private Logger logger = LoggerFactory.getLogger(Parent.class);
private ExecutorService executorService = Executors.newCachedThreadPool();

public Parent() {
// Mimic Web app, save common info in MDC
MDC.put("IP", "");

public void runMultiThreadByExecutor() throws InterruptedException {"Before start child thread");

executorService.submit(new Child());"After start child thread");

executorService.awaitTermination(1, TimeUnit.SECONDS);"ExecutorService is over");

public static void main(String[] args) throws InterruptedException {
Parent parent = new Parent();
parent.runMultiThreadByExecutor(); //MDC OK

In Parent class, ExecutorService from java.util.concurrency package is used to create a new child thread.  In parent’s constructor , String “” has been put in MDC with key “IP”. The key/value can be any String. MDC works just like an ordinary Map<String,String>. It will be used in logback’s patten layout shown below.

3. Configure logging system to use values in MDC

In logback, the value can be get using "%X{KEY}" in appender’s pattern. So in this demo, it should be "%X{IP}". Here is the logback.xml for this demo.

<!-- to screen -->
<appender name="STDOUT" class="ch.qos.logback.core.ConsoleAppender">
<!-- screen output pattern -->
<pattern>%d{HH:mm:ss.SSS} [%X{IP}] [%thread] %-5level [%F:%L] - %msg %n</pattern>

<root level="INFO">
<appender-ref ref="STDOUT" />

Everything is almost done now. Let's review the directory structure for our maven project.


4. Run the demo


As we can see from the output, the information in MDC has been added to all output lines from both parent and child threads.


  1. Thanks for your introduction about MDC.

    I have a question about how to do the same log tracking in a NIO/Event-driven model. The MDC actually saves data into ThreadLocal, but in a NIO/Event-driven model, different phases of a request might be handled by different threads due to IO operations, then what's the best practice to make the logger always get the right %X{IP} for a request?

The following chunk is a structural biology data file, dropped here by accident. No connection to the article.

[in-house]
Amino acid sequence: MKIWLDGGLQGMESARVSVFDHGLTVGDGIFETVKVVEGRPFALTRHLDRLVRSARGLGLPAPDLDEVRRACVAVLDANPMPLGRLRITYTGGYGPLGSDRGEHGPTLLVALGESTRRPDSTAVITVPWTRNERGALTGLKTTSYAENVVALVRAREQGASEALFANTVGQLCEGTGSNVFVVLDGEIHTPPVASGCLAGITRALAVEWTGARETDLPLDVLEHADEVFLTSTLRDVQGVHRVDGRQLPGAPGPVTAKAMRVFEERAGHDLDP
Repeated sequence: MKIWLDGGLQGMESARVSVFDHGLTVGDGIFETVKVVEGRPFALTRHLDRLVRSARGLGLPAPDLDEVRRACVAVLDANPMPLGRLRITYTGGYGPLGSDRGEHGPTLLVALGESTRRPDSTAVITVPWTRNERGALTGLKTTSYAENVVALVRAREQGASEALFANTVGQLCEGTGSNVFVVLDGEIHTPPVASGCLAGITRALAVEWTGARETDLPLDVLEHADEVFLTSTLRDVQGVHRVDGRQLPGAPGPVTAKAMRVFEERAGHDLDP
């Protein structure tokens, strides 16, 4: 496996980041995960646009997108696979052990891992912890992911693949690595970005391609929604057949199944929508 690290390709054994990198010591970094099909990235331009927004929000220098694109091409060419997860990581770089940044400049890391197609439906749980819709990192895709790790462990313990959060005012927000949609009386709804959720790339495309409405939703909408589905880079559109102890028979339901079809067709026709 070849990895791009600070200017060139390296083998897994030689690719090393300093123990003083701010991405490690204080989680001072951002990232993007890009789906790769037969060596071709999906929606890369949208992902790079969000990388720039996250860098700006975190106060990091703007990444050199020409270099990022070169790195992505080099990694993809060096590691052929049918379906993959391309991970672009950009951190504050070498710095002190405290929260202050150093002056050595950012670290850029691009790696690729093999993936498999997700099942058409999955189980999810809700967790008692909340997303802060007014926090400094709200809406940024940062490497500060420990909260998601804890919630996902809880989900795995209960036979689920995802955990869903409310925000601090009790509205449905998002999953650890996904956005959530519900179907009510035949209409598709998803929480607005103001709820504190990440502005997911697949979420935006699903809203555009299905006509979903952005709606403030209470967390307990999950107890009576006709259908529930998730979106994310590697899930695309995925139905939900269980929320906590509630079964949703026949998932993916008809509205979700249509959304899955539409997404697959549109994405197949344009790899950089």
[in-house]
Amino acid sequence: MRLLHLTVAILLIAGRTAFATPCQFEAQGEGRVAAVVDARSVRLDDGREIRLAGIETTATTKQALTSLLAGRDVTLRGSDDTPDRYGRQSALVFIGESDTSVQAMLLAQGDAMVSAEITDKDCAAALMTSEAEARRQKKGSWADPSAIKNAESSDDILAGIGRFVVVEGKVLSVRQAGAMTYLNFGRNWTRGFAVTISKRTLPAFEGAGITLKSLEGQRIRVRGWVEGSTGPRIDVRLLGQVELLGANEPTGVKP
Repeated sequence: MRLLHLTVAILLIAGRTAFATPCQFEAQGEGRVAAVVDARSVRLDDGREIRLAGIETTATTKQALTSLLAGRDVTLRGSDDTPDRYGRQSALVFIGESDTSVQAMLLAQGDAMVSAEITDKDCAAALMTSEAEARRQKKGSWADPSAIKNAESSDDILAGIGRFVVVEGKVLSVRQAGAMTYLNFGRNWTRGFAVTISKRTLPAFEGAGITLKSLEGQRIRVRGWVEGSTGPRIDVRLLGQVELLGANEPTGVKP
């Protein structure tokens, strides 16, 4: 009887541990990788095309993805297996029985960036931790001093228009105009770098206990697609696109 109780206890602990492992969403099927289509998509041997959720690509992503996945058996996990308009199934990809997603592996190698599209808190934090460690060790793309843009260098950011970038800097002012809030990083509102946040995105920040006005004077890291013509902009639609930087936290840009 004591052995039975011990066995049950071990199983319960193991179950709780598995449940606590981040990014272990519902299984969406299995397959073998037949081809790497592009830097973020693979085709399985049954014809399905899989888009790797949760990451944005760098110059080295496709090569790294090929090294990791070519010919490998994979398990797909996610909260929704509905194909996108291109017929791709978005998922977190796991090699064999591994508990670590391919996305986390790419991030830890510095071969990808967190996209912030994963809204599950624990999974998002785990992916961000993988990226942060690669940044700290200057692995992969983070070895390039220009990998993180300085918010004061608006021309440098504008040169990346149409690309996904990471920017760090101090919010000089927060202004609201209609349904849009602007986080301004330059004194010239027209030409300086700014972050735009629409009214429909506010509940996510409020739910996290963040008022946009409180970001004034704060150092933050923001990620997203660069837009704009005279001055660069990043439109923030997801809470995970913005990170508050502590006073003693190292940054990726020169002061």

I think call MDC.put("IP", "") at the beginning of every callback and clear it at the end works, but it just doesn't make me feel right about this coding style.

    I really appreciate your suggestions/hints.

    1. The SLF4J api doesn't appear to enable any way of using MDC for structured logging in a single-threaded model, common in message bus architectures. It is a problem even if you are willing to completely implement your own logback. We have dealt with the issue by abusing the Marker API. Ideally we could have a Logback implementation and SLF4J support which doesn't assume the logging thread and the requesting thread are the same, and doesn't assume that the application offers thread affinity to correlate the various logging events.

  2. You have mentioned MDC as thread safe. Can you please explain how it behaves in multi threaded enviroment?


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Has been a senior software developer, project manager for 10+ years. Dedicate himself to Alcatel-Lucent and China Telecom for delivering software solutions.